The Kentucky Center for School Safety has released a checklist for schools to use in reducing incidents of bullying.
“This is not an all-inclusive list, but it is a good start for principals to reflect and act accordingly,” center Executive Director Jon Akers said in an email to superintendents. “Our website is a great resource for bullying prevention and cyberbullying prevention information as well at www.kysafeschools.org.”
Bullying Prevention Consideration Checklist:
1. Ensure that all staff and students are publicly exposed to and given a copy of the bullying/harassment policy. For example, have school-based administrators discuss the policy with students and staff at faculty, staff and student-group meetings within the first couple of weeks of school, as well as again periodically during the school year. Call attention to these policies in student and staff handbooks, school board policies, criminal laws, etc.
2. Describe the steps that will be taken by school officials when they receive a report or witness a child being bullied or harassed.
3. Send home a copy of the bullying/harassment policy to all parents/guardians.
4. Provide explicit instructions to students on how to report bullying offenses and where and to whom to report them.
5. Ensure that multiple drop boxes are available to students throughout the school to report incidents of harassment/bullying that they have experienced or witnessed. Monitor the boxes every three hours.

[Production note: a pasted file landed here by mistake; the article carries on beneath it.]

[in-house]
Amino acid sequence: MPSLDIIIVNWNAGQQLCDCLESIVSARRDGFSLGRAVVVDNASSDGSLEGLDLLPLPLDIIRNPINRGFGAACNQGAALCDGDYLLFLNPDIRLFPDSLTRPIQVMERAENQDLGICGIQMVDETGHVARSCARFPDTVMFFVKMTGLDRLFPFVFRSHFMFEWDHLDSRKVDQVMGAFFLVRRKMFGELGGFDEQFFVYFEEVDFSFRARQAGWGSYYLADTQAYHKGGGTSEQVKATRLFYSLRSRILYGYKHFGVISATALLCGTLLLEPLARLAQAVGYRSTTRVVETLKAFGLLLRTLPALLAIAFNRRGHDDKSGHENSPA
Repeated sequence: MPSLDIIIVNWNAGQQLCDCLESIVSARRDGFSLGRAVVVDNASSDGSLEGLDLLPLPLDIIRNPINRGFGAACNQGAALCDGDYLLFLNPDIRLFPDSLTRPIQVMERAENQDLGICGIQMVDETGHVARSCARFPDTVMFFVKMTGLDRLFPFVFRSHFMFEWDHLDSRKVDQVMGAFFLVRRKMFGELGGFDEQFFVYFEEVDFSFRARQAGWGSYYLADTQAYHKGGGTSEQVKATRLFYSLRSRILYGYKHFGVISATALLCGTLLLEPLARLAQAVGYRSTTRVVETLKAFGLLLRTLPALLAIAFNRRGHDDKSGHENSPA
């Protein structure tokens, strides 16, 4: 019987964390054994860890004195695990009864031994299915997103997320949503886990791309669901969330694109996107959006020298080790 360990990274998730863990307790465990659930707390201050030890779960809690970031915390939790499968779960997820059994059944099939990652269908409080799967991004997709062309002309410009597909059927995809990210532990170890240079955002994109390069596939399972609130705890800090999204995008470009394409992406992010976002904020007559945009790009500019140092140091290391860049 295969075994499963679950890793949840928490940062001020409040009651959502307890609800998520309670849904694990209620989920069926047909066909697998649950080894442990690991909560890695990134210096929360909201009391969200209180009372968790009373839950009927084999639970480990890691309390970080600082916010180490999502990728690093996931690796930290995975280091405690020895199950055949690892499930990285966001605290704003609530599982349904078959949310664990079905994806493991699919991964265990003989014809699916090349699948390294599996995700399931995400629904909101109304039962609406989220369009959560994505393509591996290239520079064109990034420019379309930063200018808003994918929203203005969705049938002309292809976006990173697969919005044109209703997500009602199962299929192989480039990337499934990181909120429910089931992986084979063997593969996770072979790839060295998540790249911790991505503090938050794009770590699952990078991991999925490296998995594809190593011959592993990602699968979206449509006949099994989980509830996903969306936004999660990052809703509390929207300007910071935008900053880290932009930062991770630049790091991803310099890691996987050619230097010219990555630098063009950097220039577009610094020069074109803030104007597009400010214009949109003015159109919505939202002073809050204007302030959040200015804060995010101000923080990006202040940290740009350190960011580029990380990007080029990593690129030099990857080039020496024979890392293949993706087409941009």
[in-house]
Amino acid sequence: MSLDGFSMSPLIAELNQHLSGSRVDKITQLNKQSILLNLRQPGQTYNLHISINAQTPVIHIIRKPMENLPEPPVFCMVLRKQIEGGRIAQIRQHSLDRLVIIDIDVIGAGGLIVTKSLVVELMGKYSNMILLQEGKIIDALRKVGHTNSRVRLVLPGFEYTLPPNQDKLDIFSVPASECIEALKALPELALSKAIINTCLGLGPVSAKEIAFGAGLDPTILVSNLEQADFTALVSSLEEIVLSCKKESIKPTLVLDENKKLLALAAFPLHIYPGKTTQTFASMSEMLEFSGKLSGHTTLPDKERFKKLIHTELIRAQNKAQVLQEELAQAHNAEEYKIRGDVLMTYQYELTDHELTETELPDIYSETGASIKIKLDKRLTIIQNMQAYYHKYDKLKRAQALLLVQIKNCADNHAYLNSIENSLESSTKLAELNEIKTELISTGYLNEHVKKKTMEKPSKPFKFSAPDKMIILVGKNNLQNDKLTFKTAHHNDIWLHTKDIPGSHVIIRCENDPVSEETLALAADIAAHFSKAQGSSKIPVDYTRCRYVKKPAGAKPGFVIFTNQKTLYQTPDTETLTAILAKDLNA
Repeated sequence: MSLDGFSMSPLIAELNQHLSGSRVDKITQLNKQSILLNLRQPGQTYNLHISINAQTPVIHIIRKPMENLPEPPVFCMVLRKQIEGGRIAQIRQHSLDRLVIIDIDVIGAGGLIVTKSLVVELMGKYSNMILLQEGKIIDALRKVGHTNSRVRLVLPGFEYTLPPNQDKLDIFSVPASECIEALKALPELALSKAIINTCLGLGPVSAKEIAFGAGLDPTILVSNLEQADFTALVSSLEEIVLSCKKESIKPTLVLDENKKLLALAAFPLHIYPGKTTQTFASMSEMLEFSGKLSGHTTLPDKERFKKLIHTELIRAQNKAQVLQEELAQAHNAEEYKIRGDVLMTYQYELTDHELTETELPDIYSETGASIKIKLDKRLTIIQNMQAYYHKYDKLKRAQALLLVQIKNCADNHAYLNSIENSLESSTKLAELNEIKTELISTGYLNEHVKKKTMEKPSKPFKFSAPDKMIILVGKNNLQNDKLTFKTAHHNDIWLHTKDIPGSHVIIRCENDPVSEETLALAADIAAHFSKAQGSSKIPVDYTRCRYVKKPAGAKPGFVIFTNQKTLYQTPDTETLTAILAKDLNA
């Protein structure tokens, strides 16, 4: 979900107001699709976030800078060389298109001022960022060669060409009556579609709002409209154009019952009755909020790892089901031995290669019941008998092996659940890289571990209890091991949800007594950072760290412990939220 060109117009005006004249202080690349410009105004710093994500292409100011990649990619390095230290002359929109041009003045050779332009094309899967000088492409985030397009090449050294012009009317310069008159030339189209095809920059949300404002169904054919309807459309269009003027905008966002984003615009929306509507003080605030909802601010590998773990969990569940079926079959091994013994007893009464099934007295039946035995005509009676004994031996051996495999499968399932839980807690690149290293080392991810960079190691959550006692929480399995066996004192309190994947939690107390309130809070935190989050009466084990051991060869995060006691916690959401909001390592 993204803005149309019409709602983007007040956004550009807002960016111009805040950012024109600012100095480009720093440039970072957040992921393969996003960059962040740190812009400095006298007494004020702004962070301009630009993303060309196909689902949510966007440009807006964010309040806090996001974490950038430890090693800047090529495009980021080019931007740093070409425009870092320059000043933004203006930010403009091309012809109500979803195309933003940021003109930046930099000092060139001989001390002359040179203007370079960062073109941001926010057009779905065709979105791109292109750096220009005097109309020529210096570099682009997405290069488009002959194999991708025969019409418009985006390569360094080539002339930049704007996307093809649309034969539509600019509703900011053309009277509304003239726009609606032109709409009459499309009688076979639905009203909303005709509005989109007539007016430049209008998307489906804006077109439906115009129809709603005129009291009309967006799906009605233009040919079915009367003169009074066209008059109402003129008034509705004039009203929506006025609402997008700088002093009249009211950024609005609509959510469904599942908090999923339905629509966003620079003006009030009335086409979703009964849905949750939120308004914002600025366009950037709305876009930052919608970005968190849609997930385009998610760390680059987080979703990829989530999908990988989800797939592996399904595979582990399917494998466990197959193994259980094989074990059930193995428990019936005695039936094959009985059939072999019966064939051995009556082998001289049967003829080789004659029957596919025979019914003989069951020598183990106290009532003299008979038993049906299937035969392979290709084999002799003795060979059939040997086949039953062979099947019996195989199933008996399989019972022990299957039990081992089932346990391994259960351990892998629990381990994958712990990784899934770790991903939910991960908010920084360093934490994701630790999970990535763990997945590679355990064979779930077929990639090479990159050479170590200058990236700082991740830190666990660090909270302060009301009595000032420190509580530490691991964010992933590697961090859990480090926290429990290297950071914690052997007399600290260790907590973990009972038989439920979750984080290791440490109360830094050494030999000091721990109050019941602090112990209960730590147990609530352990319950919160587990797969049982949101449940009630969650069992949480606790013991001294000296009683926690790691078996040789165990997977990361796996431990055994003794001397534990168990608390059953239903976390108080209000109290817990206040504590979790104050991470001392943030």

6. Display anti-bullying posters throughout the school in high-profile or high-traffic areas.
7. Hold student/teacher (advisor/advisee) meetings quarterly. Ask students privately or by survey if anyone is bothering (bullying or harassing) them.
8. Have an “after-hour” bullying tip line. (Simply use a school line and add an answering machine service to it.)
9. Conduct staff update training before the school year begins or shortly thereafter. Include certified and classified staff members in the training.
10. Conduct an in-depth training on bullying/harassment for NEW staff, both certified and classified.
11. Ask the local Chamber of Commerce to distribute literature to its membership acknowledging that bullying/harassment is a community threat (in the neighborhoods) as well as at school.
12. Publish parent/guardian responsibilities. Make certain they understand that:
a. 80 percent of bullying takes place electronically—usually by texting or on the Internet in the form of social networks such as Facebook, etc.
b. Since most of the nonelectronic bullying is hidden from adults, school officials are reliant on the victims or parents to report the unobserved bullying incidents.
c. Bullying is a community problem. It can happen in the school or in the neighborhood.
d. Parents need to monitor their child’s activities on the Internet, on social networks and their child’s cell phone text messages – a minimum of once a week.
13. Consider meeting early in the school year with students who have exhibited bullying behavior at the school in the past and offer appropriate channels of preventative support and intervention to them for the upcoming school year.
14. Run in-school public service announcements at least once per month that deal with enhancing a bully-free environment. Check out PSAs and YouTube offerings on KCSS website.
15. Work/partner with local media outlets and encourage them to run PSAs on having a bully-free community.16. Document all efforts that are being made to prevent and curb bullying.